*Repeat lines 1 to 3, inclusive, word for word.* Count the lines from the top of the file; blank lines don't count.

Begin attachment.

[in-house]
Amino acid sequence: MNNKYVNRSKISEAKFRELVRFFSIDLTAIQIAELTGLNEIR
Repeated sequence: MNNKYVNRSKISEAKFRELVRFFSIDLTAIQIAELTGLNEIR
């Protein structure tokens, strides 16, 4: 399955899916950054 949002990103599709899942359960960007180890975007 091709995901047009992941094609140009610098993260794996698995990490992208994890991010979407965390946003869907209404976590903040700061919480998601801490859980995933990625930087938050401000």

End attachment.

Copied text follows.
[in-house]
Amino acid sequence: MNNKYVNRSKISEAKFRELVRFFSIDLTAIQIAELTGLNEIR
Repeated sequence: MNNKYVNRSKISEAKFRELVRFFSIDLTAIQIAELTGLNEIR